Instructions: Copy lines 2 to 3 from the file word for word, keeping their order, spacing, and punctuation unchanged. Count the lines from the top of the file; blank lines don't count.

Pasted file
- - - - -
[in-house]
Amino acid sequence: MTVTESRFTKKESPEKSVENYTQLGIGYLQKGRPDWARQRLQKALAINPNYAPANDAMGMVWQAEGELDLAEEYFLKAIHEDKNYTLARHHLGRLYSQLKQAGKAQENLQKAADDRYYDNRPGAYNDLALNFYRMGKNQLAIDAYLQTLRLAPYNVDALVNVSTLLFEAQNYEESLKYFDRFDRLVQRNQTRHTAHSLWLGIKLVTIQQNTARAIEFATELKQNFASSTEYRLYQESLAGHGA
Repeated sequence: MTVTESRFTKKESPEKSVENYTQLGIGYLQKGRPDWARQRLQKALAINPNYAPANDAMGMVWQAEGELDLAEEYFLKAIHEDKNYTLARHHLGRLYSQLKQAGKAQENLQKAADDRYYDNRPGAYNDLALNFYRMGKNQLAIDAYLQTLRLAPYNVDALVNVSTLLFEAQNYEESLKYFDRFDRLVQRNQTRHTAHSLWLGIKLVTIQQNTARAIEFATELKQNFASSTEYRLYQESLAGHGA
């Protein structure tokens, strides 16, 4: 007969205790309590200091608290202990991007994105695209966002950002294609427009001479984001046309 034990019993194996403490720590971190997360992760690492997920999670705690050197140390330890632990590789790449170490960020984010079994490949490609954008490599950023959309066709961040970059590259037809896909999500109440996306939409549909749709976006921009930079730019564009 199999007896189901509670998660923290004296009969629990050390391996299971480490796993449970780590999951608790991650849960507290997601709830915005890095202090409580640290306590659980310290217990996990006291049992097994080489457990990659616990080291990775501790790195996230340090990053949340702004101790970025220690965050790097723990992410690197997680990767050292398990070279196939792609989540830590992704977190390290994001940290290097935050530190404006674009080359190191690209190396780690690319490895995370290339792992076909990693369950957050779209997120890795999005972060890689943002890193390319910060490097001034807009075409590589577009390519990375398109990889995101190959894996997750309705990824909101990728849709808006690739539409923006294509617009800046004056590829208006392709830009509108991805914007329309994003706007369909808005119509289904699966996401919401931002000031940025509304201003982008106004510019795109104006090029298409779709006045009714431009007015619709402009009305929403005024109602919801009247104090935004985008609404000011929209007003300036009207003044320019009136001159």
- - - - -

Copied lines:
Amino acid sequence: MTVTESRFTKKESPEKSVENYTQLGIGYLQKGRPDWARQRLQKALAINPNYAPANDAMGMVWQAEGELDLAEEYFLKAIHEDKNYTLARHHLGRLYSQLKQAGKAQENLQKAADDRYYDNRPGAYNDLALNFYRMGKNQLAIDAYLQTLRLAPYNVDALVNVSTLLFEAQNYEESLKYFDRFDRLVQRNQTRHTAHSLWLGIKLVTIQQNTARAIEFATELKQNFASSTEYRLYQESLAGHGA
Repeated sequence: MTVTESRFTKKESPEKSVENYTQLGIGYLQKGRPDWARQRLQKALAINPNYAPANDAMGMVWQAEGELDLAEEYFLKAIHEDKNYTLARHHLGRLYSQLKQAGKAQENLQKAADDRYYDNRPGAYNDLALNFYRMGKNQLAIDAYLQTLRLAPYNVDALVNVSTLLFEAQNYEESLKYFDRFDRLVQRNQTRHTAHSLWLGIKLVTIQQNTARAIEFATELKQNFASSTEYRLYQESLAGHGA